Background: Challenging behaviors are prevalent among individuals with autism spectrum disorder; however, research exploring the impact of challenging behaviors on treatment response is lacking.
Objective: The purpose of this study was to identify types of autism spectrum disorder based on engagement in different challenging behaviors and evaluate differences in treatment response between groups.
Methods: Retrospective data on challenging behaviors and treatment progress for 854 children with autism spectrum disorder were analyzed. Participants were clustered based on 8 observed challenging behaviors using k means, and multiple linear regression was performed to test interactions between skill mastery and treatment hours, cluster assignment, and gender.
Results: Seven clusters were identified, which demonstrated a single dominant challenging behavior. For some clusters, significant differences in treatment response were found. Specifically, a cluster characterized by low levels of stereotypy was found to have significantly higher levels of skill mastery than clusters characterized by self-injurious behavior and aggression (P<.003).
Conclusions: These findings have implications on the treatment of individuals with autism spectrum disorder. Self-injurious behavior and aggression were prevalent among participants with the worst treatment response, thus interventions targeting these challenging behaviors may be worth prioritizing. Furthermore, the use of unsupervised machine learning models to identify types of autism spectrum disorder shows promise.
Autism spectrum disorder is a neurodevelopmental disorder characterized by deficits in social communication and social interaction, as well as the presence of restricted, repetitive patterns of behavior, interests, and activities . With the exception of restricted, repetitive behaviors (eg, stereotypy, perseveration), challenging behaviors are not classified as a core symptom of autism spectrum disorder; however, these behaviors are prevalent among individuals with autism spectrum disorder. As many as 94% of children with autism spectrum disorder engage in some type of challenging behavior, often including stereotypy (eg, self-stimulatory or persistent repetitive motor or vocal behavior), aggression, tantrums, and self-injurious behavior [ , ]. Challenging behaviors may pose risk of injury to the individual or others and may inhibit learning opportunities and social interactions [ ]. Furthermore, challenging behaviors may negatively impact family functioning and contribute to caregiver stress [ , ].
Various risk factors for engagement in challenging behaviors have been investigated in individuals with autism spectrum disorder. Symptom severity has been found to predict challenging behaviors, with greater symptom severity associated with engagement in higher numbers of challenging behaviors at stronger intensities [, ]. Intellectual functioning has also been linked to challenging behaviors in individuals with autism spectrum disorder, with greater deficits in intellectual functioning predicting greater frequencies of stereotypy [ , ], aggression [ ], and self-injurious behavior [ , ]. In addition, deficits in adaptive skills [ , ] and expressive language skills [ ] have been associated with engagement in challenging behaviors in individuals with autism spectrum disorder, but studies [ - ] that investigated the relationship between gender and challenging behaviors found no significant differences in engagement in challenging behaviors between boys and girls with autism spectrum disorder.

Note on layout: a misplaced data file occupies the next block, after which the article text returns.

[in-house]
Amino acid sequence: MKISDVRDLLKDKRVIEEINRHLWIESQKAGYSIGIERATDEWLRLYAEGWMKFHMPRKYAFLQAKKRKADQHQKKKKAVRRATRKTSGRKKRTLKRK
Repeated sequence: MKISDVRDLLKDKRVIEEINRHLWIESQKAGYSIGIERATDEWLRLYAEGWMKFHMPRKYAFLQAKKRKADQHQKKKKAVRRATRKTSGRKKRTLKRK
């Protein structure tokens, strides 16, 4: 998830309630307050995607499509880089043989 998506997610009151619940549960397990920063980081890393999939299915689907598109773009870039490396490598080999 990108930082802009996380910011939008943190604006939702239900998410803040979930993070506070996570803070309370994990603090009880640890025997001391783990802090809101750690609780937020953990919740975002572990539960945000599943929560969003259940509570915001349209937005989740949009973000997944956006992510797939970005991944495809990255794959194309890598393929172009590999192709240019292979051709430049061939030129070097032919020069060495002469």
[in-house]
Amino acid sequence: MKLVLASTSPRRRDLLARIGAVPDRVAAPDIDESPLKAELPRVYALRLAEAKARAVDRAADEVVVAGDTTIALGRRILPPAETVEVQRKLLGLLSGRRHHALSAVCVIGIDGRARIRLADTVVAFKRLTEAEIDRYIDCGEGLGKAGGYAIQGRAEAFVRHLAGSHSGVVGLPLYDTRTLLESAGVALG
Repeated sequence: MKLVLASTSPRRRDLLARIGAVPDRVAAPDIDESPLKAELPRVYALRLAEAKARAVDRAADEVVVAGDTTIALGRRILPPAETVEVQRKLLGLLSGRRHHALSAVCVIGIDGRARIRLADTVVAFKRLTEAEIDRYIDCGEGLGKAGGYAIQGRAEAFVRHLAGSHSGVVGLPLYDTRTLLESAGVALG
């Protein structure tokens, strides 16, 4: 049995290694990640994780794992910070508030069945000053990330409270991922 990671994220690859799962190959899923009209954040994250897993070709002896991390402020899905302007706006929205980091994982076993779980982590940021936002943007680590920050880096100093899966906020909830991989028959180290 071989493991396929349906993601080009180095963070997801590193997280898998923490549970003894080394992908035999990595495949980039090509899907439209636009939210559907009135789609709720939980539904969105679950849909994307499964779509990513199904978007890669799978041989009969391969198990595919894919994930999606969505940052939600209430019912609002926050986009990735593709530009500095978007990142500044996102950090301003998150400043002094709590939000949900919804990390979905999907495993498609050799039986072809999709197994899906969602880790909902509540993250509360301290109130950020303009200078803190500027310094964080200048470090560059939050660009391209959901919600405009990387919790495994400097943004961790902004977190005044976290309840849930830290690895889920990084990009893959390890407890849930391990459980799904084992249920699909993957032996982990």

Applied behavior analysis interventions, which involve the application of principles and procedures of learning and motivation to alter behavior [, ], may be used to reduce challenging behaviors and increase appropriate behaviors in individuals with autism spectrum disorder. Specific challenging behaviors that are commonly addressed in treatment include stereotypy, noncompliance, and aggression [ ]. Outcome studies for children with autism spectrum disorder have not often included challenging behaviors as an outcome measure [ , ]. Several group design studies [ - ] have found evidence to support the use of caregiver training to manage challenging behaviors. Furthermore, there is an abundance of single-individual research evaluating the effectiveness of behavioral interventions for challenging behaviors in individuals with autism spectrum disorder, and reviews of this research have found behavioral interventions, particularly those implementing pretreatment functional assessments, to be effective in reducing challenging behaviors [ - ].
Applied behavior analysis–based therapy is considered to be well-established for the treatment of autism spectrum disorder [, ]. While ample research demonstrates the effectiveness of applied behavior analysis–based treatment [ , ] research also reveals variability in individual response to treatment [ , ]. Treatment-related variables including greater treatment intensity [ , - ], longer treatment duration [ - ], and greater total intervention time [ , ] have been linked to superior treatment outcomes. Furthermore, many patient-related variables have been associated with greater treatment gains. These include younger age [ , , - ], lower autism spectrum disorder symptom severity [ , , , ], and greater intellectual functioning [ , , - ].